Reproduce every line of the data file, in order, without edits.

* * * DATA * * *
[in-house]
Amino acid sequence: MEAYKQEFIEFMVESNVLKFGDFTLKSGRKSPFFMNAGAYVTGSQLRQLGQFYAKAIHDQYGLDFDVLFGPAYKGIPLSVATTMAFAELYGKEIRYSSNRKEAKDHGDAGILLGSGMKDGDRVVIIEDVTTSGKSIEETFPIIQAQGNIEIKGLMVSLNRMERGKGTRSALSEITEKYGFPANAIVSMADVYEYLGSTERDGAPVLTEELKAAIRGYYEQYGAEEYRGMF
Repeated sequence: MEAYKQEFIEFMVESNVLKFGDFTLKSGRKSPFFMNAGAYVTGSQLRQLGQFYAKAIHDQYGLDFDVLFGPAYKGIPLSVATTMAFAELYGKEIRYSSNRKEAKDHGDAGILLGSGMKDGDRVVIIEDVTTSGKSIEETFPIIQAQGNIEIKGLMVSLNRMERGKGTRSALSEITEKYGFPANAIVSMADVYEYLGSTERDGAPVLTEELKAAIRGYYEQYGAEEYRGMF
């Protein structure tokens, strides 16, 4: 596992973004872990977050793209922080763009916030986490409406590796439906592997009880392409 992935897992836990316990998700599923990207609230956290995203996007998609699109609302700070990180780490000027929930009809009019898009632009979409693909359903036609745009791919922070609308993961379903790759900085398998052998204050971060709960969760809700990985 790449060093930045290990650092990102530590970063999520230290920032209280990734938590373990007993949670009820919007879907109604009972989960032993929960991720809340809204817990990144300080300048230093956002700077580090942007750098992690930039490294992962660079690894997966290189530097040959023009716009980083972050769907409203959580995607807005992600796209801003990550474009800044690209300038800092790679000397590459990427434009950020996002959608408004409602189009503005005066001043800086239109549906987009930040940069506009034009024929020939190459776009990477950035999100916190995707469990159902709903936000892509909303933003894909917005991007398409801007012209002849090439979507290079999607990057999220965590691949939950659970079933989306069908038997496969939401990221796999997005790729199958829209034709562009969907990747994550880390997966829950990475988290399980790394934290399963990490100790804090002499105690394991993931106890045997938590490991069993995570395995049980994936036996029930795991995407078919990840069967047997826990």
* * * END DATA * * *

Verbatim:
[in-house]
Amino acid sequence: MEAYKQEFIEFMVESNVLKFGDFTLKSGRKSPFFMNAGAYVTGSQLRQLGQFYAKAIHDQYGLDFDVLFGPAYKGIPLSVATTMAFAELYGKEIRYSSNRKEAKDHGDAGILLGSGMKDGDRVVIIEDVTTSGKSIEETFPIIQAQGNIEIKGLMVSLNRMERGKGTRSALSEITEKYGFPANAIVSMADVYEYLGSTERDGAPVLTEELKAAIRGYYEQYGAEEYRGMF
Repeated sequence: MEAYKQEFIEFMVESNVLKFGDFTLKSGRKSPFFMNAGAYVTGSQLRQLGQFYAKAIHDQYGLDFDVLFGPAYKGIPLSVATTMAFAELYGKEIRYSSNRKEAKDHGDAGILLGSGMKDGDRVVIIEDVTTSGKSIEETFPIIQAQGNIEIKGLMVSLNRMERGKGTRSALSEITEKYGFPANAIVSMADVYEYLGSTERDGAPVLTEELKAAIRGYYEQYGAEEYRGMF
């Protein structure tokens, strides 16, 4: 596992973004872990977050793209922080763009916030986490409406590796439906592997009880392409 992935897992836990316990998700599923990207609230956290995203996007998609699109609302700070990180780490000027929930009809009019898009632009979409693909359903036609745009791919922070609308993961379903790759900085398998052998204050971060709960969760809700990985 790449060093930045290990650092990102530590970063999520230290920032209280990734938590373990007993949670009820919007879907109604009972989960032993929960991720809340809204817990990144300080300048230093956002700077580090942007750098992690930039490294992962660079690894997966290189530097040959023009716009980083972050769907409203959580995607807005992600796209801003990550474009800044690209300038800092790679000397590459990427434009950020996002959608408004409602189009503005005066001043800086239109549906987009930040940069506009034009024929020939190459776009990477950035999100916190995707469990159902709903936000892509909303933003894909917005991007398409801007012209002849090439979507290079999607990057999220965590691949939950659970079933989306069908038997496969939401990221796999997005790729199958829209034709562009969907990747994550880390997966829950990475988290399980790394934290399963990490100790804090002499105690394991993931106890045997938590490991069993995570395995049980994936036996029930795991995407078919990840069967047997826990």